Struggling Families Using Loans To Buy Food
Five million families in Britain are approaching financial "breaking point" and struggling to pay for food, according to research.
One in five households said their monthly incomes would not stretch to cover all of their food costs in April and they had to use some form of borrowing such as a credit card, overdraft or loan, or plunder their savings instead, consumer group Which? found.
Which? said this would equate to five million families if the findings were projected across the UK.
The findings provide an indication of the numbers of people who are struggling, despite official figures showing last week that personal insolvencies have fallen to their lowest level in five years.
The group who could not cover their food bills from their income alone was largely made up of low-income households earning less than £21,000 a year and squeezed 30 to 49-year-olds, many of whom had children.
Some 82% of these people said that they were worried about food prices and 57% were finding it "difficult to cope" on their current income.
People in this group were also more likely to be worried about their level of debt and 74% of them described economy as "poor".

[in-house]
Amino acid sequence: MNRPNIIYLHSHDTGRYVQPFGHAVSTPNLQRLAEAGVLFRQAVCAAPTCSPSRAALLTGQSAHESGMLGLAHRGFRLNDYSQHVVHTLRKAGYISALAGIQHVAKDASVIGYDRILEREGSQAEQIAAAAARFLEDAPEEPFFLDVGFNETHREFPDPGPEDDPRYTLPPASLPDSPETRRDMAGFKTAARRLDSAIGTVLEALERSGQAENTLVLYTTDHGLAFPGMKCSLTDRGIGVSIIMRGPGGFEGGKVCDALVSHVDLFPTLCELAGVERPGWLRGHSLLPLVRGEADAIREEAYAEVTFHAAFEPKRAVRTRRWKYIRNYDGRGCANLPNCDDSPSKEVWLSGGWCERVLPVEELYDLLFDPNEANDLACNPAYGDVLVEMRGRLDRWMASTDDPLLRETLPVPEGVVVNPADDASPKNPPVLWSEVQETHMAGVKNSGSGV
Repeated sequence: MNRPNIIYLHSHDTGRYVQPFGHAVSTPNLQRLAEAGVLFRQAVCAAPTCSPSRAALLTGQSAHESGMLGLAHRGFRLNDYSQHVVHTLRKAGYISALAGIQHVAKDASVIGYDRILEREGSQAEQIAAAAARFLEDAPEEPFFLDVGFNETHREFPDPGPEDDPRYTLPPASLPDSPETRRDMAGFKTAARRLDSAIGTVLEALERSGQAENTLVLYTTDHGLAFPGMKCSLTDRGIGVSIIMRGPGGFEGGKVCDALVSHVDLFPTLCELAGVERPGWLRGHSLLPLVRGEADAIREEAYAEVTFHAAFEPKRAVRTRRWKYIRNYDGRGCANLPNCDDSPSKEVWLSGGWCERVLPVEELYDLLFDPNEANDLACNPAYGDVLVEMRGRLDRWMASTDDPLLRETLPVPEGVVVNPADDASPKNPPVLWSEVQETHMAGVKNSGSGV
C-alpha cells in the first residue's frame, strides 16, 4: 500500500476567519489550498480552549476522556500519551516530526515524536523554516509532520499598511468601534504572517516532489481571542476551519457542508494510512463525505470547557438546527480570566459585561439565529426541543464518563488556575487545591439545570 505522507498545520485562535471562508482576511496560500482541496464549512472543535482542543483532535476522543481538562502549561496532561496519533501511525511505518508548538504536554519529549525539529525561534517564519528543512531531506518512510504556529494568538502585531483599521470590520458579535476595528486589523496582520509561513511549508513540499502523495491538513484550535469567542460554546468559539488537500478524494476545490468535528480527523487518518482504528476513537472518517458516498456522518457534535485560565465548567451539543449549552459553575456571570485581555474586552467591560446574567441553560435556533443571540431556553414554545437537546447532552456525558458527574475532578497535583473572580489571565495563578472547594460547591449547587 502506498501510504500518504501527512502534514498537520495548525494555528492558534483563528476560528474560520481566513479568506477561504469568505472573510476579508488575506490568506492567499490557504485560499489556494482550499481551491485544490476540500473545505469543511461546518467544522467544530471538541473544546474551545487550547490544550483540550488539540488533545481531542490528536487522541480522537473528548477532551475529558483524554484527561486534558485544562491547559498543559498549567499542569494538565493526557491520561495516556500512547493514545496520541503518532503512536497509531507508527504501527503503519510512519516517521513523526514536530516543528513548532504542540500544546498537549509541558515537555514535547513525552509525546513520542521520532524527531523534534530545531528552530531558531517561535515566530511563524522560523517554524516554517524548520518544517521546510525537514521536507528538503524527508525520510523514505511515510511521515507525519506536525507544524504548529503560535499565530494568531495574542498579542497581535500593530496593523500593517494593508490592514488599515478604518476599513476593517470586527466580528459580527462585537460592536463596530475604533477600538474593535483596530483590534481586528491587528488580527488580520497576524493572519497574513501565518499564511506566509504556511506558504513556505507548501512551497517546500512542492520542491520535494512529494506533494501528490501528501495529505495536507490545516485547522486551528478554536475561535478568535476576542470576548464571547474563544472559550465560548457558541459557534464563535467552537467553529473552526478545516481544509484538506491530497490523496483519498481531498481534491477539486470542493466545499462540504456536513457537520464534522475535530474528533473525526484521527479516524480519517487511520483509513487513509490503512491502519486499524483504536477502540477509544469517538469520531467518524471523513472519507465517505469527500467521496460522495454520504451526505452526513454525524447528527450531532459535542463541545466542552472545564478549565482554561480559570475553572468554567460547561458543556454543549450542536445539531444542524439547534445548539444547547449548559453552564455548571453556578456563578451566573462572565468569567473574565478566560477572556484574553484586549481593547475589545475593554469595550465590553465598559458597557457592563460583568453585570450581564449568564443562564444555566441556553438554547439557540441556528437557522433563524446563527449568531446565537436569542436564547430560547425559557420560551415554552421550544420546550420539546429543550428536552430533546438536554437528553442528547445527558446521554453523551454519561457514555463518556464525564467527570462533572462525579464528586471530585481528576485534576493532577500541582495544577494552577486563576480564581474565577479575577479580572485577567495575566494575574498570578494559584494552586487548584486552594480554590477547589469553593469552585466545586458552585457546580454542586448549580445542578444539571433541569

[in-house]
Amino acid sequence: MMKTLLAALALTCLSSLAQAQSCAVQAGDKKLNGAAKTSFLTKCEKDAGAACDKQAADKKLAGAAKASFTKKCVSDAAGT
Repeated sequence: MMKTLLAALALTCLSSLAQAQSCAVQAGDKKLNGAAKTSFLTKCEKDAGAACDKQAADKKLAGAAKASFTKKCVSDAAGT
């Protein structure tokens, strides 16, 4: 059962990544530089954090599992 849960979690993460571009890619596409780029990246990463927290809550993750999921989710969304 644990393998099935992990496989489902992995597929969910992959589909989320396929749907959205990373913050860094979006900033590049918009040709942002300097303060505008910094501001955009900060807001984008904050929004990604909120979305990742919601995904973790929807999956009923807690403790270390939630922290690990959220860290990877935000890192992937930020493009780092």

Which? executive director Richard Lloyd said: "Our tracker shows that many households are stretched to their financial breaking point, with rising food prices one of the top worries for squeezed consumers.
"It's simply shocking that so many people need to use savings or credit to pay for essentials like food."
The study also found that only one quarter of people said that they were living comfortably on their incomes, while more than one third (36%) felt squeezed.
Two-thirds were worried about the effects of low interest rates on their savings - although insolvency experts have credited low interest rates with helping people's borrowing costs and keeping personal insolvencies down.
Almost one third (31%) of people surveyed cut back spending on essentials last month, mainly women aged between 30 to 49 years old.
Over two thirds (68%) described the state of the economy as poor, with just 9% saying it was good.
Around 2,000 people across the UK took part in the survey, which was carried out last month.